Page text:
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Lords amendment sets robust minimum standards for universities

10 January 2017 | last updated: 31 January 2017

Universities must protect academic freedom, maintain a broad curriculum, and contribute to society through partnership and research, according to a new amendment to the Higher Education and Research Bill just passed in the House of Lords.

By setting out the functions required of universities, the opposition amendment aims to address concerns raised by UCU and others that making it easier for alternative providers to enter the sector would threaten the quality, autonomy and international reputation of UK higher education.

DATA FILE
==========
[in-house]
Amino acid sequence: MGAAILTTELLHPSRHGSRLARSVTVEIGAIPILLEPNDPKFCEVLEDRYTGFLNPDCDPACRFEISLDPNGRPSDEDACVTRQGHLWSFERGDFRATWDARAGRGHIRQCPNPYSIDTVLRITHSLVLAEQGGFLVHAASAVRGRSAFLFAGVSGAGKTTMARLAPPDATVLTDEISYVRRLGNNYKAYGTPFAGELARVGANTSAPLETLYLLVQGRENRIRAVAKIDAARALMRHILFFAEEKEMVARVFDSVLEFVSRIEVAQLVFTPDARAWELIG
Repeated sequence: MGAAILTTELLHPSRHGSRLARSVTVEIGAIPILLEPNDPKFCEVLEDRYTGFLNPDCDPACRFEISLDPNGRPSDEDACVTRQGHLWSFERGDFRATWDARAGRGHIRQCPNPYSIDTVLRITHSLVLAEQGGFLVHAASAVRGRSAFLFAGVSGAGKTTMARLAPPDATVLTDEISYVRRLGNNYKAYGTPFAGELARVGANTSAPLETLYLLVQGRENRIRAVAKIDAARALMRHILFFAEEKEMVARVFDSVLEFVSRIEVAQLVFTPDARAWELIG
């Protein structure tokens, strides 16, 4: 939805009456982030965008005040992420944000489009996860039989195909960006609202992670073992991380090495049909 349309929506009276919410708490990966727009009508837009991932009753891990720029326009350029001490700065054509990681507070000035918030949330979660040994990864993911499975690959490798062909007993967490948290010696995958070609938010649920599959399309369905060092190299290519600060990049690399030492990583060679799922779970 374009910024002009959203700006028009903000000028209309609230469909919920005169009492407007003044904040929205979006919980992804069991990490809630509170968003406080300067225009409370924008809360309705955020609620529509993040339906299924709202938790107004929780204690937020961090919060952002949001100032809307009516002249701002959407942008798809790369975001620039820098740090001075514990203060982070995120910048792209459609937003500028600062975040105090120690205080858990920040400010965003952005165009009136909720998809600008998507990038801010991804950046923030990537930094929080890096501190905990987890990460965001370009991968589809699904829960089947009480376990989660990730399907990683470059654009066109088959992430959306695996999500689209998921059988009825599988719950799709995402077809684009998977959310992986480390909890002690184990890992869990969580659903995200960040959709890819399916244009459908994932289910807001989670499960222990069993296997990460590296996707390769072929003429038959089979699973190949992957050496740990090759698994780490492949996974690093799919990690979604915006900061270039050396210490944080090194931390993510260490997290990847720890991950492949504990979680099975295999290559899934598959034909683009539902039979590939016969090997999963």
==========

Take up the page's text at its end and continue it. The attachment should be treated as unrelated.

The move came on the same day as a new survey by YouGov for UCU revealed that four in five academics (81%) believe government plans to give new providers easier access to degree-awarding powers and a university title would have a negative impact on UK higher education.

Responding to the development, UCU general secretary Sally Hunt said: 'This amendment sends a clear message to government that universities have a key public role to play in our society. It ensures that any institution calling itself a university must meet important standards of academic freedom and intellectual endeavour.

'UCU has been warning for some time that making it easier to award and revoke university title threatens the autonomy of our universities and their long-standing international reputation for excellence, so I congratulate peers for putting a brake on these plans. We will continue to work with peers in the coming weeks to oppose the rest of this damaging and divisive bill.'  

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